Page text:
We are about to learn something important about this country. Donald Trump is running for re-election as a flat-out racist and bigot, and we are going to discover who we are as a nation by how many of our fellow citizens vote for him in 2020. Whether Trump wins or not, I’m afraid it’s going to be a bitter, nasty lesson.
It’s hardly worth discussing anymore whether Trump is a racist. After three years of tweeting and screeching his anti-black, anti-woman, anti-Muslim, anti-immigrant, anti-gay, anti-trans, anti-anyone-who-isn’t-a-white-male-just-like-him, Trump’s wide ranging prejudice is a settled issue. He doesn’t even pretend otherwise. It’s the centerpiece of his campaign, practically the whole reason he’s running for a second term.
The Republican Party has surrendered to the racist-in-chief and has become the white people’s party. Support for the president among Republicans runs between 80 and 90 percent. They have almost completely thrown in their lot with him and will turn out in force in 2020. The election has boiled down to a contest between a man who coddles white supremacists and belittles African-Americans, and any Democrat at all willing to stand in opposition to Trump’s hateful mien.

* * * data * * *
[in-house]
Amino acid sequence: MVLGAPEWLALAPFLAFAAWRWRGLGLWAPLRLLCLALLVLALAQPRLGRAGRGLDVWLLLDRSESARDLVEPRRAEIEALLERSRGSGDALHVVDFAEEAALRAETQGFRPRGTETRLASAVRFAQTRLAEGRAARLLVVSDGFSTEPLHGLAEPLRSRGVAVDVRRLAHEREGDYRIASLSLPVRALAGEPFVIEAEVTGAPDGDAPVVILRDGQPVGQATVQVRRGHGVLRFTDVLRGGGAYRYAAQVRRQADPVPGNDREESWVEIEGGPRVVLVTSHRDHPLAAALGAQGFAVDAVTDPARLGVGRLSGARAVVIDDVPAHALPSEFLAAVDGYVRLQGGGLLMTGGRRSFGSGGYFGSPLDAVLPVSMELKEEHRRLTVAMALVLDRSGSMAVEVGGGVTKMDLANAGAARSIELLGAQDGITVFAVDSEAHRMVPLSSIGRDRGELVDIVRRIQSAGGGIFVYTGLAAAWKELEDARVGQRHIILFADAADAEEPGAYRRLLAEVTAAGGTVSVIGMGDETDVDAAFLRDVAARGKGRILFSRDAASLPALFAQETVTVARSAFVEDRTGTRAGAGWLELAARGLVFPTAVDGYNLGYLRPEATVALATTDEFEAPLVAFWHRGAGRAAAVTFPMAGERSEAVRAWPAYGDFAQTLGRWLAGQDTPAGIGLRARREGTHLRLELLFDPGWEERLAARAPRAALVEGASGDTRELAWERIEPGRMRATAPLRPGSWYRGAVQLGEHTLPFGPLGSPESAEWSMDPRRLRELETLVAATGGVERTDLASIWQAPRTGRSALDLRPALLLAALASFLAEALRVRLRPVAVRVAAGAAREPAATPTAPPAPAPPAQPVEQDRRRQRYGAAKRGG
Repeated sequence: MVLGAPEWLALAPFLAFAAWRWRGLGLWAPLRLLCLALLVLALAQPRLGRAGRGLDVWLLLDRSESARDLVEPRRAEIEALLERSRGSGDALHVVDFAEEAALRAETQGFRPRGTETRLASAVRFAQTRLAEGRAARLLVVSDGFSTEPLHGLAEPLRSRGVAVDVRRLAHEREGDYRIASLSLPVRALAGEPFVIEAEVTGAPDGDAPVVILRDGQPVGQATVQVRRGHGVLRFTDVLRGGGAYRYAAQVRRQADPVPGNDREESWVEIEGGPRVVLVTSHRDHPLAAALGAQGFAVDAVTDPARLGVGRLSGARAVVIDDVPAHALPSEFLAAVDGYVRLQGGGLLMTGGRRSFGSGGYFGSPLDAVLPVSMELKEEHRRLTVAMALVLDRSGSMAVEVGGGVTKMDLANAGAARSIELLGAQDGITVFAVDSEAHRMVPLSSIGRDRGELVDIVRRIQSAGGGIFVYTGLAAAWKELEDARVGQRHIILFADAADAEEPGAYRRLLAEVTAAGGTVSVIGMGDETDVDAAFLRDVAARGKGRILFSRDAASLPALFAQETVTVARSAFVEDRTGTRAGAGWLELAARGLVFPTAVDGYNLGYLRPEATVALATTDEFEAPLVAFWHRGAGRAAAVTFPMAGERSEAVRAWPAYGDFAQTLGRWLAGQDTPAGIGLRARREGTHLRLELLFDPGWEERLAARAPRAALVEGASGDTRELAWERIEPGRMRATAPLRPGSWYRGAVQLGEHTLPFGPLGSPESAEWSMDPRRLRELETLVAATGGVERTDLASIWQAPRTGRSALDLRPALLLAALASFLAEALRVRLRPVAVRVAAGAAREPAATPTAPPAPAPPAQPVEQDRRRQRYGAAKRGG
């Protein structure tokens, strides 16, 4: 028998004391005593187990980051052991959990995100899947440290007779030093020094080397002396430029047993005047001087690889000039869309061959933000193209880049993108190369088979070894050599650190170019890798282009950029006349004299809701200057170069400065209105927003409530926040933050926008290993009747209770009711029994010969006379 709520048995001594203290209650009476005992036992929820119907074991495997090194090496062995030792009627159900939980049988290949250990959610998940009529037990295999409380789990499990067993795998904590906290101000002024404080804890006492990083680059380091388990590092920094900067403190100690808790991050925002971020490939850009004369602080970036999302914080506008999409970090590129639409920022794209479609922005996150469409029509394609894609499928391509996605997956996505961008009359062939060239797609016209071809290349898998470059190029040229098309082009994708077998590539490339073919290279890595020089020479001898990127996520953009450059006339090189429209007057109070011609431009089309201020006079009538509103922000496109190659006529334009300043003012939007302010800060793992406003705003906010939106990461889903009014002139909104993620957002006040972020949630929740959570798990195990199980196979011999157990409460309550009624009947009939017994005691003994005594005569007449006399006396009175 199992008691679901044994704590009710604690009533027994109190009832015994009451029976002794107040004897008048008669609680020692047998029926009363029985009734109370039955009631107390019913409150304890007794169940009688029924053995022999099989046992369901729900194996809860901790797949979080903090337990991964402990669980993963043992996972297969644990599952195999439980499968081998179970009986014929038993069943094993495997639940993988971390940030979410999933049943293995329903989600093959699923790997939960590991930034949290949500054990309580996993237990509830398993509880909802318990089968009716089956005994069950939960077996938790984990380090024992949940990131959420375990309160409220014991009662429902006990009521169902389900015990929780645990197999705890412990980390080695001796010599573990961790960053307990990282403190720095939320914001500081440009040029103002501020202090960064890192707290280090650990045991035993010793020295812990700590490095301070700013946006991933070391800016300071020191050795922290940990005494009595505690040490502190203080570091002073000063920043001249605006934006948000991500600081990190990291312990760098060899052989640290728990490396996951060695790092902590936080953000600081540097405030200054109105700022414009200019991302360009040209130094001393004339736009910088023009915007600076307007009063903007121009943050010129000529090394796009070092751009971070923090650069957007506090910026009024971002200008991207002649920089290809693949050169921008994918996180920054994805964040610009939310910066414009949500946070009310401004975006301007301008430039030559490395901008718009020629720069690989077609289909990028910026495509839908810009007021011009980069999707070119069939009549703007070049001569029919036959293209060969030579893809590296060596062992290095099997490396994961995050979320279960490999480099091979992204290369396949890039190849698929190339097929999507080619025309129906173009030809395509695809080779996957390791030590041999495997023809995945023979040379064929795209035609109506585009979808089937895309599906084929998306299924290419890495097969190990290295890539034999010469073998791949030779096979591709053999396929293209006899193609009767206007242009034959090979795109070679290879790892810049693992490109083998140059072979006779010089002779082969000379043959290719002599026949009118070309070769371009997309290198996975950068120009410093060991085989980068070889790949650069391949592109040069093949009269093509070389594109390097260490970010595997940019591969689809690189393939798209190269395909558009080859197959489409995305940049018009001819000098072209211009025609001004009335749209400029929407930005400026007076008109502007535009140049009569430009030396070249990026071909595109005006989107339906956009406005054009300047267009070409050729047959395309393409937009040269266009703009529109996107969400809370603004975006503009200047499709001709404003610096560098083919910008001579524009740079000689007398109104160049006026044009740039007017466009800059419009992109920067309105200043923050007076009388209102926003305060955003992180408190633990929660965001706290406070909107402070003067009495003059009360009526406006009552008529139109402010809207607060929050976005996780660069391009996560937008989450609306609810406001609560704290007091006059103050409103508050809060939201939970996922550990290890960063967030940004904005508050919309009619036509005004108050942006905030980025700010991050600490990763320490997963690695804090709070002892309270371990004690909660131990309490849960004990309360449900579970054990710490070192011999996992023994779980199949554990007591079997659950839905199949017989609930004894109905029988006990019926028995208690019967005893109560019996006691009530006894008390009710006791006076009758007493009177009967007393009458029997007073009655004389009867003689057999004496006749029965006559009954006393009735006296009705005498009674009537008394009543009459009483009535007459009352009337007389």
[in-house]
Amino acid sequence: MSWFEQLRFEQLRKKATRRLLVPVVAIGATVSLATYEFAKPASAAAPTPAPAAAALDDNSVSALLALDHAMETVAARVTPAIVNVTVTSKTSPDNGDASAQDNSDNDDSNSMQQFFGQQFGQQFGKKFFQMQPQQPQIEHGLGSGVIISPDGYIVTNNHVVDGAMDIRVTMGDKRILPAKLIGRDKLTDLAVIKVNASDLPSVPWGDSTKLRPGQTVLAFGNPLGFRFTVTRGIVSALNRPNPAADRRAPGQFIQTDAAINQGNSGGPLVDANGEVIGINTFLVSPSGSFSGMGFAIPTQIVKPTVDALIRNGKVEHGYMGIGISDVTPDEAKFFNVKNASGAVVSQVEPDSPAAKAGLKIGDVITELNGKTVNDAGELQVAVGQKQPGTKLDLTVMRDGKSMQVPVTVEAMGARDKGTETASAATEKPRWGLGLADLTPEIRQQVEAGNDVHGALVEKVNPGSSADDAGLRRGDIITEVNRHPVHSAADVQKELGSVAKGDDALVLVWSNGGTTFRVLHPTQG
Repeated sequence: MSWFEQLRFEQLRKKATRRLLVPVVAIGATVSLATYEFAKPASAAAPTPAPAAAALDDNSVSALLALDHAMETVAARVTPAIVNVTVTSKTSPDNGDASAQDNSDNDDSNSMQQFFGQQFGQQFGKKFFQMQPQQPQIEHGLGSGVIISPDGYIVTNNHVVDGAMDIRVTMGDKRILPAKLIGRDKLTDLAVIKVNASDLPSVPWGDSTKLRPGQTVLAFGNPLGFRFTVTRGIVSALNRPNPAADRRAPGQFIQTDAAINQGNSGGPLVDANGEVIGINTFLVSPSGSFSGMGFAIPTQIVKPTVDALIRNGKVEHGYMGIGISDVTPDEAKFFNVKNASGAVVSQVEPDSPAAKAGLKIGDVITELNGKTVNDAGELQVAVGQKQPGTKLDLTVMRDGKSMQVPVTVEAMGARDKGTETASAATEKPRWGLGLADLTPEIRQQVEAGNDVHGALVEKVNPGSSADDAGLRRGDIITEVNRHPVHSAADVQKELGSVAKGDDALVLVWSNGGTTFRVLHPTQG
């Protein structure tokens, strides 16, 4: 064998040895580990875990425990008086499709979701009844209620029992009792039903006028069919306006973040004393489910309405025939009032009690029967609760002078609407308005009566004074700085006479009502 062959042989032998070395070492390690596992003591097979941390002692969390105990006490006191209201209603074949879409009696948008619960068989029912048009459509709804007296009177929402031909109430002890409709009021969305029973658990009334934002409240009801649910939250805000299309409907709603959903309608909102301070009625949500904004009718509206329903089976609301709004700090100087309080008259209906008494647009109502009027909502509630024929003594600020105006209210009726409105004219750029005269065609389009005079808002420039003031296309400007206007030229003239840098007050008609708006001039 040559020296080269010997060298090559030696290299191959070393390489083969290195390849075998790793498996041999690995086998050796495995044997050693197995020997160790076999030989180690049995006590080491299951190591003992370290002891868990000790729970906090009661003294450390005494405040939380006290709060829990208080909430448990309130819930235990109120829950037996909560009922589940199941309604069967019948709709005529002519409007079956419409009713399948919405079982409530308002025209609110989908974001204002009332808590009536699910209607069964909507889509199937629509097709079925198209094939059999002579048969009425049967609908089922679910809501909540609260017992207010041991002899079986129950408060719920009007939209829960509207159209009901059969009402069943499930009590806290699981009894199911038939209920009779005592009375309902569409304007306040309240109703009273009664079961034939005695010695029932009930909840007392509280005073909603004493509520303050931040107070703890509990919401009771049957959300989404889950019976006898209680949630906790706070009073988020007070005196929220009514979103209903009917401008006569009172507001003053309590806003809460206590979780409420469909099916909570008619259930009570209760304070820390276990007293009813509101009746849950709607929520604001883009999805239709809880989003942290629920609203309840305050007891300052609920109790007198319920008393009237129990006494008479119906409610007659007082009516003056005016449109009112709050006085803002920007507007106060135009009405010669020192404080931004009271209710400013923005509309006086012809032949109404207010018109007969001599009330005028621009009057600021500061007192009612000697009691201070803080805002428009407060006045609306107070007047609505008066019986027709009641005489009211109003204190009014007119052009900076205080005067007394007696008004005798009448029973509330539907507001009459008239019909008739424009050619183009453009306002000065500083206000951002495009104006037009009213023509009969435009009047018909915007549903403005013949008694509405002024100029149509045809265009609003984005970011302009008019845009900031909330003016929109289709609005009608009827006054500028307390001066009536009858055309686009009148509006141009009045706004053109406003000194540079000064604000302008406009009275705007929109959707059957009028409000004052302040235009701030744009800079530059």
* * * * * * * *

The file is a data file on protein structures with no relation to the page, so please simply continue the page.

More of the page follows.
How did we get to be a country with such a disgusting piece of racist, bigoted garbage as our president? It seems incredible to think of now, but there was a time in the not-so-distant past when racism seemed on the wane. I’m not talking about the moment Barack Obama first took office in 2009, when newspaper pages and cable news shows were awash in talk of a “post-racial” America. The time I’m thinking of was back in the 1980s, when I first saw, if not a racial healing, at least a diminishment of racial animus.
I had moved to New Orleans in 1985, and I was spending a good deal of my time in small towns in Louisiana, Mississippi and Arkansas. Sure, you still saw Confederate flag license plates on pickup trucks and hanging from people’s front porches. But the civil rights laws of the 1960s had finally started producing results. African-Americans had been elected to state legislatures across the south, and there were black big city mayors in Atlanta, New Orleans and Birmingham.